7. 12 Years a Slave

NorthupSolomon Northup

Number 7 on my book list to read in 2014. (may or may not be read as numbered)

There is not much to say here. If you have seen the movie, you know why the book is worth reading. If you have not seen the movie and if you care anything about your history as a citizen of this country, or if you care to watch or read a story of great pain, injustice, cruelty and courage; see the movie and I am sure read the book. It is the story of the worst and best in humanity.

The edition I bought also includes, Life of Frederick Douglass, Uncle Tom’s Cabin, Life of Josiah Henson, Incidents in the Life of a Slave Girl, Up From Slavery. I’ll let you know if I read them all.

1. Where Do We Go From Here: Chaos or Community
Dr. Martin Luther King Jr. 1968

2. Ali’s Greatest Fight – Finished last week of February
Bingham, Howard L., Wallace, Max and Ali, Muhammad, 2012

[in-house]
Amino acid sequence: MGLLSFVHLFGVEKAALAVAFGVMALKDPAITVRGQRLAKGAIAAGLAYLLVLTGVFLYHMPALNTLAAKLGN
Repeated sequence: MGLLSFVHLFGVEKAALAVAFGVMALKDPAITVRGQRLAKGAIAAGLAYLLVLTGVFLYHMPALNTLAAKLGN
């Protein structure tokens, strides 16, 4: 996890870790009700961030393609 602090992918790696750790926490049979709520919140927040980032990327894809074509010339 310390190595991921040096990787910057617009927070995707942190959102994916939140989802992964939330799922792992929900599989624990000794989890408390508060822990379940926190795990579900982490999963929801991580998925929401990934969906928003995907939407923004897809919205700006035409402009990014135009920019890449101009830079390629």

3. The Sixth Extinction
Elizabeth Kolbert, 2014

4. My Ishmael: A Sequel
Daniel Quinn, 1998

5. Their Eyes Were Watching God
Zora Neale Hurston, 1937

6. Blues People: Negro Music in White America
Amiri Baraka (Leroi Jones), 1963

7. 12 Years a Slave
Solomon Northup

8. The Art of Waging Peace: A Strategic Approach to Improving Our Lives and the World
Paul K. Chappell, 2014

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About Michael T. McPhearson

Currently Michael is executive director of Veterans For Peace and co-chair of the Don't Shoot Coalition, A Saint Louis based coalition that formed in the aftermath of Michael Brown's police killing death in Ferguson, MO. From August 2010 to September 2013, Michael worked as the National Coordinator with United For Peace and Justice. He is a former board member of Veterans For Peace and as well as Executive Director from 2005 to 2010. He works closely with the Newark based People’s Organization for Progress and the Saint Louis centered Organization for Black Struggle. Michel also publishes the Mcphearsonreport.org expressing his views on war and peace, politics, human rights, race and other things. Michael also launched Reclaimthedream.org website as an effort to change the discourse and ignite a new conversation about Dr. Martin Luther King’s message and what it means to live in just and peaceful communities.